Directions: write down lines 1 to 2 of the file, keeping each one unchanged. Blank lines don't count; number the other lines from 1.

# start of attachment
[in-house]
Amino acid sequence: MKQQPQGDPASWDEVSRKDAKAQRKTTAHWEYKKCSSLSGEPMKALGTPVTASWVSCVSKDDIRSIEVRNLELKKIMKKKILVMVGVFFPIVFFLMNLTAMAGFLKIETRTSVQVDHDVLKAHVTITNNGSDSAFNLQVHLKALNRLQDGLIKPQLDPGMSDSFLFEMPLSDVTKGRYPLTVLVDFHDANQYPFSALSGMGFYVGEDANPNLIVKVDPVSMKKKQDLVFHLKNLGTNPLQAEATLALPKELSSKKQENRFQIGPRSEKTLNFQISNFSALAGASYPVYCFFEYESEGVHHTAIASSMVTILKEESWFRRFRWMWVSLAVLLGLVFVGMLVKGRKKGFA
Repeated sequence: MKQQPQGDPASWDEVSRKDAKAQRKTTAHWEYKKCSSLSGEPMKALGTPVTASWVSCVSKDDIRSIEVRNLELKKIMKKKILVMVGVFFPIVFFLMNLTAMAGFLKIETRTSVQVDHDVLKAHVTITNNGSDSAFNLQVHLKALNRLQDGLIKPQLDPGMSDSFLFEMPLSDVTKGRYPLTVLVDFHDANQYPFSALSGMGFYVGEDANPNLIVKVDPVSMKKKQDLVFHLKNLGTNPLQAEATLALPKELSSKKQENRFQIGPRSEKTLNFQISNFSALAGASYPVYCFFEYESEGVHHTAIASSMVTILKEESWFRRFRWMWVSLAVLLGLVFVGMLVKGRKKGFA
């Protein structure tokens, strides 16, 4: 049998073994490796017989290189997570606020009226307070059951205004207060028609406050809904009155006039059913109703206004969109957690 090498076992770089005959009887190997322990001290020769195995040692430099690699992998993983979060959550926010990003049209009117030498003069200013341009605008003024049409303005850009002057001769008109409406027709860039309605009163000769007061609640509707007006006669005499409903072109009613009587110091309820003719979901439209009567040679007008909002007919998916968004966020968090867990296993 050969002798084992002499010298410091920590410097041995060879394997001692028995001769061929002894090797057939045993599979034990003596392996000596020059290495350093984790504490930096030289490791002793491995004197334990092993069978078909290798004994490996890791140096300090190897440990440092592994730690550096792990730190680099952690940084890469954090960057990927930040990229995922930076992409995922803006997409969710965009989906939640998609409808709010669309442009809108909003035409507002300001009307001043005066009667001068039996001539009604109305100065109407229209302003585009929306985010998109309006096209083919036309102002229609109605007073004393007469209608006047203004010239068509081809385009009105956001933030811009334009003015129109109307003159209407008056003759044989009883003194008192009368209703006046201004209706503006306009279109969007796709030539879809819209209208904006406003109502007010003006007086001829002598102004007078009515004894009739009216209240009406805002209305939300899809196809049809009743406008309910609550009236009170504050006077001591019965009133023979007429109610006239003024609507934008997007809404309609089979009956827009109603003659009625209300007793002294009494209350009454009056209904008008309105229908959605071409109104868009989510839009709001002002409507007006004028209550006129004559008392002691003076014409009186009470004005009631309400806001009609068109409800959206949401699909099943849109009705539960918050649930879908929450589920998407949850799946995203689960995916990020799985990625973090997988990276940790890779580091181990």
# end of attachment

[in-house]
Amino acid sequence: MKQQPQGDPASWDEVSRKDAKAQRKTTAHWEYKKCSSLSGEPMKALGTPVTASWVSCVSKDDIRSIEVRNLELKKIMKKKILVMVGVFFPIVFFLMNLTAMAGFLKIETRTSVQVDHDVLKAHVTITNNGSDSAFNLQVHLKALNRLQDGLIKPQLDPGMSDSFLFEMPLSDVTKGRYPLTVLVDFHDANQYPFSALSGMGFYVGEDANPNLIVKVDPVSMKKKQDLVFHLKNLGTNPLQAEATLALPKELSSKKQENRFQIGPRSEKTLNFQISNFSALAGASYPVYCFFEYESEGVHHTAIASSMVTILKEESWFRRFRWMWVSLAVLLGLVFVGMLVKGRKKGFA